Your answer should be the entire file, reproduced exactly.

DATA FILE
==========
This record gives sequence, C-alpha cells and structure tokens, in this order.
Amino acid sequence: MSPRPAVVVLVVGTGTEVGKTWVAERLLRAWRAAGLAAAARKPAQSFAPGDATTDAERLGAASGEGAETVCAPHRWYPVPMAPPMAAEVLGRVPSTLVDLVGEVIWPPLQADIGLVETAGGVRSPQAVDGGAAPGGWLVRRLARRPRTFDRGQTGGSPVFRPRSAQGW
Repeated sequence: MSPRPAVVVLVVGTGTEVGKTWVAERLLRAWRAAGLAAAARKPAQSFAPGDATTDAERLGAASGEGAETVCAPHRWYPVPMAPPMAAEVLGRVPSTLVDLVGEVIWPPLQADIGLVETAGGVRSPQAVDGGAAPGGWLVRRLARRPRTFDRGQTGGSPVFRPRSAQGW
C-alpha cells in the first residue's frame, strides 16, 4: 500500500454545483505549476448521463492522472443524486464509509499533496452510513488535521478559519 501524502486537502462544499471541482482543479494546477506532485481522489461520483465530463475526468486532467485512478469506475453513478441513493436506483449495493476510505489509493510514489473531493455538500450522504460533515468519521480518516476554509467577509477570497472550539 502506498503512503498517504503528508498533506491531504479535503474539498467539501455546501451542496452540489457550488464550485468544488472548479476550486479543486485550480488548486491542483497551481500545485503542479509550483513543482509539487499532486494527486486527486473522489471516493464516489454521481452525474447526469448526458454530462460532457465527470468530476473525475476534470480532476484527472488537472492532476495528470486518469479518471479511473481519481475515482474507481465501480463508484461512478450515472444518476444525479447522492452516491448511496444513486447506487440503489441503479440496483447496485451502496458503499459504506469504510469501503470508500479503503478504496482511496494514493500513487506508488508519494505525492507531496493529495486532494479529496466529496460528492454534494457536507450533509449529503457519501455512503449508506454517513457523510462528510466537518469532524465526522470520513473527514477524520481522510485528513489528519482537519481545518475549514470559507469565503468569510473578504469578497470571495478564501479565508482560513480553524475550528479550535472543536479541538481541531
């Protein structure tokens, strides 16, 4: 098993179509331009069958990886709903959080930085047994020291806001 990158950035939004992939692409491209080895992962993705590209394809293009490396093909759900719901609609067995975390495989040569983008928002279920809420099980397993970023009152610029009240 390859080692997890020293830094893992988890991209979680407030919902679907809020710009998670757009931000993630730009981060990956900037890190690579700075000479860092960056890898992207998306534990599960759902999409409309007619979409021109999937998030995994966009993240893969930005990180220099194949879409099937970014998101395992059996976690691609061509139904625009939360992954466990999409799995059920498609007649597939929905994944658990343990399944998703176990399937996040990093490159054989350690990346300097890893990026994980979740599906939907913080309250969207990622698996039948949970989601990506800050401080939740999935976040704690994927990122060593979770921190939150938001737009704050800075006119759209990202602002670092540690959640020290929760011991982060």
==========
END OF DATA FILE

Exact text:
This record gives sequence, C-alpha cells and structure tokens, in this order.
Amino acid sequence: MSPRPAVVVLVVGTGTEVGKTWVAERLLRAWRAAGLAAAARKPAQSFAPGDATTDAERLGAASGEGAETVCAPHRWYPVPMAPPMAAEVLGRVPSTLVDLVGEVIWPPLQADIGLVETAGGVRSPQAVDGGAAPGGWLVRRLARRPRTFDRGQTGGSPVFRPRSAQGW
Repeated sequence: MSPRPAVVVLVVGTGTEVGKTWVAERLLRAWRAAGLAAAARKPAQSFAPGDATTDAERLGAASGEGAETVCAPHRWYPVPMAPPMAAEVLGRVPSTLVDLVGEVIWPPLQADIGLVETAGGVRSPQAVDGGAAPGGWLVRRLARRPRTFDRGQTGGSPVFRPRSAQGW
C-alpha cells in the first residue's frame, strides 16, 4: 500500500454545483505549476448521463492522472443524486464509509499533496452510513488535521478559519 501524502486537502462544499471541482482543479494546477506532485481522489461520483465530463475526468486532467485512478469506475453513478441513493436506483449495493476510505489509493510514489473531493455538500450522504460533515468519521480518516476554509467577509477570497472550539 502506498503512503498517504503528508498533506491531504479535503474539498467539501455546501451542496452540489457550488464550485468544488472548479476550486479543486485550480488548486491542483497551481500545485503542479509550483513543482509539487499532486494527486486527486473522489471516493464516489454521481452525474447526469448526458454530462460532457465527470468530476473525475476534470480532476484527472488537472492532476495528470486518469479518471479511473481519481475515482474507481465501480463508484461512478450515472444518476444525479447522492452516491448511496444513486447506487440503489441503479440496483447496485451502496458503499459504506469504510469501503470508500479503503478504496482511496494514493500513487506508488508519494505525492507531496493529495486532494479529496466529496460528492454534494457536507450533509449529503457519501455512503449508506454517513457523510462528510466537518469532524465526522470520513473527514477524520481522510485528513489528519482537519481545518475549514470559507469565503468569510473578504469578497470571495478564501479565508482560513480553524475550528479550535472543536479541538481541531
């Protein structure tokens, strides 16, 4: 098993179509331009069958990886709903959080930085047994020291806001 990158950035939004992939692409491209080895992962993705590209394809293009490396093909759900719901609609067995975390495989040569983008928002279920809420099980397993970023009152610029009240 390859080692997890020293830094893992988890991209979680407030919902679907809020710009998670757009931000993630730009981060990956900037890190690579700075000479860092960056890898992207998306534990599960759902999409409309007619979409021109999937998030995994966009993240893969930005990180220099194949879409099937970014998101395992059996976690691609061509139904625009939360992954466990999409799995059920498609007649597939929905994944658990343990399944998703176990399937996040990093490159054989350690990346300097890893990026994980979740599906939907913080309250969207990622698996039948949970989601990506800050401080939740999935976040704690994927990122060593979770921190939150938001737009704050800075006119759209990202602002670092540690959640020290929760011991982060």